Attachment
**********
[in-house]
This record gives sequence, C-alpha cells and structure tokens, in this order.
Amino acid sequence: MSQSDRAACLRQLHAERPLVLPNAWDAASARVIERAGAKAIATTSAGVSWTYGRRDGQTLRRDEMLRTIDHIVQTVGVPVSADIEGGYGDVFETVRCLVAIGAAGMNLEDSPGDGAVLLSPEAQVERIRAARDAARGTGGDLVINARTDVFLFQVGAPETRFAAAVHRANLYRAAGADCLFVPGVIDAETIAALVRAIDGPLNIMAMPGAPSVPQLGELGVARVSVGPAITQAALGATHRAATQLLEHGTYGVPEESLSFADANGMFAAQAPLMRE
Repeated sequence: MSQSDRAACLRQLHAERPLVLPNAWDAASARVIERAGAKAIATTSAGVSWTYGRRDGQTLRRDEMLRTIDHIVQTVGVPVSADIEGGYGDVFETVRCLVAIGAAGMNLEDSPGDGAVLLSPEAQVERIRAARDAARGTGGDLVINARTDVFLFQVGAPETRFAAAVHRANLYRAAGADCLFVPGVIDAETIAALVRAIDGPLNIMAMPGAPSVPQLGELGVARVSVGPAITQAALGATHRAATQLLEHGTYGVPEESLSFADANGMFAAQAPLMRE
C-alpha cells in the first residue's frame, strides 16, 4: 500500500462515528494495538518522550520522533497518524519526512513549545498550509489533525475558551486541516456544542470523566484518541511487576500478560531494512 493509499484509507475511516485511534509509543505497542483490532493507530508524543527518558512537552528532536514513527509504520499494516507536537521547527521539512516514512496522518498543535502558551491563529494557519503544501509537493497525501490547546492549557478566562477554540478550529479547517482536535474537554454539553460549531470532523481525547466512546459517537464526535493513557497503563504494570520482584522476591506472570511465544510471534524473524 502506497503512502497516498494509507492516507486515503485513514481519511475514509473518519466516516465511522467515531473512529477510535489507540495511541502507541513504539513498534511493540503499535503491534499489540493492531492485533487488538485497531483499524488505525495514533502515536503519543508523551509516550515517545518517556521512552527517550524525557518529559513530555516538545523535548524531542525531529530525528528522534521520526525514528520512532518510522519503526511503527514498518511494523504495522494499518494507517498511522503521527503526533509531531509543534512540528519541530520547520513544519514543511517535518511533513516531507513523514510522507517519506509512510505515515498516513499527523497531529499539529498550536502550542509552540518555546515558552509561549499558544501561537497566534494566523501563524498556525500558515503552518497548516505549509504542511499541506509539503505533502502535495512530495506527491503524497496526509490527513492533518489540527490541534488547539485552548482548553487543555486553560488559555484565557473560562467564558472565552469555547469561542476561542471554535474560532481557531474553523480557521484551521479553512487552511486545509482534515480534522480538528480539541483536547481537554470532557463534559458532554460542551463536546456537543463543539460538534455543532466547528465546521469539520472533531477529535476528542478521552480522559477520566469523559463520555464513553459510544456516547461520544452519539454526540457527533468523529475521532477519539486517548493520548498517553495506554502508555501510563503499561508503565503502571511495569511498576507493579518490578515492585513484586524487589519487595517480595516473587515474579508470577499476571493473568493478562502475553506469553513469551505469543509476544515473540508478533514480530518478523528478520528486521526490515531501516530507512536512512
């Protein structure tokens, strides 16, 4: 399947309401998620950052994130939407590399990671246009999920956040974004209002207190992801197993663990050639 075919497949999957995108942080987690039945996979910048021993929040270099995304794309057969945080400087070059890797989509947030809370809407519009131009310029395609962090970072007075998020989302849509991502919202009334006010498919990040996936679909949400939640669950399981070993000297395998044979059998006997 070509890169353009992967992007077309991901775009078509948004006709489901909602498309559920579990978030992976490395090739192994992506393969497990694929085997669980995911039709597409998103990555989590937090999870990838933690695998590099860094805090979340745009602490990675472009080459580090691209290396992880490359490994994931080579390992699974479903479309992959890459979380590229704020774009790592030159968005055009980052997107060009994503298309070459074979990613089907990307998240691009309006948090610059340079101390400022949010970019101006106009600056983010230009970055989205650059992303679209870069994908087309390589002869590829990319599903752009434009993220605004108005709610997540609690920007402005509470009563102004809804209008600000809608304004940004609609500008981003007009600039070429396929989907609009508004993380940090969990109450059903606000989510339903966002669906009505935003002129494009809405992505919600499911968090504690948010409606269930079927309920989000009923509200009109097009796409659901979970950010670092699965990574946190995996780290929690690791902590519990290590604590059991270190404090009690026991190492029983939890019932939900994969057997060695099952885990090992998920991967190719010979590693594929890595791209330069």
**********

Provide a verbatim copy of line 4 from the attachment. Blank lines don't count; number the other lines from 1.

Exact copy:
Repeated sequence: MSQSDRAACLRQLHAERPLVLPNAWDAASARVIERAGAKAIATTSAGVSWTYGRRDGQTLRRDEMLRTIDHIVQTVGVPVSADIEGGYGDVFETVRCLVAIGAAGMNLEDSPGDGAVLLSPEAQVERIRAARDAARGTGGDLVINARTDVFLFQVGAPETRFAAAVHRANLYRAAGADCLFVPGVIDAETIAALVRAIDGPLNIMAMPGAPSVPQLGELGVARVSVGPAITQAALGATHRAATQLLEHGTYGVPEESLSFADANGMFAAQAPLMRE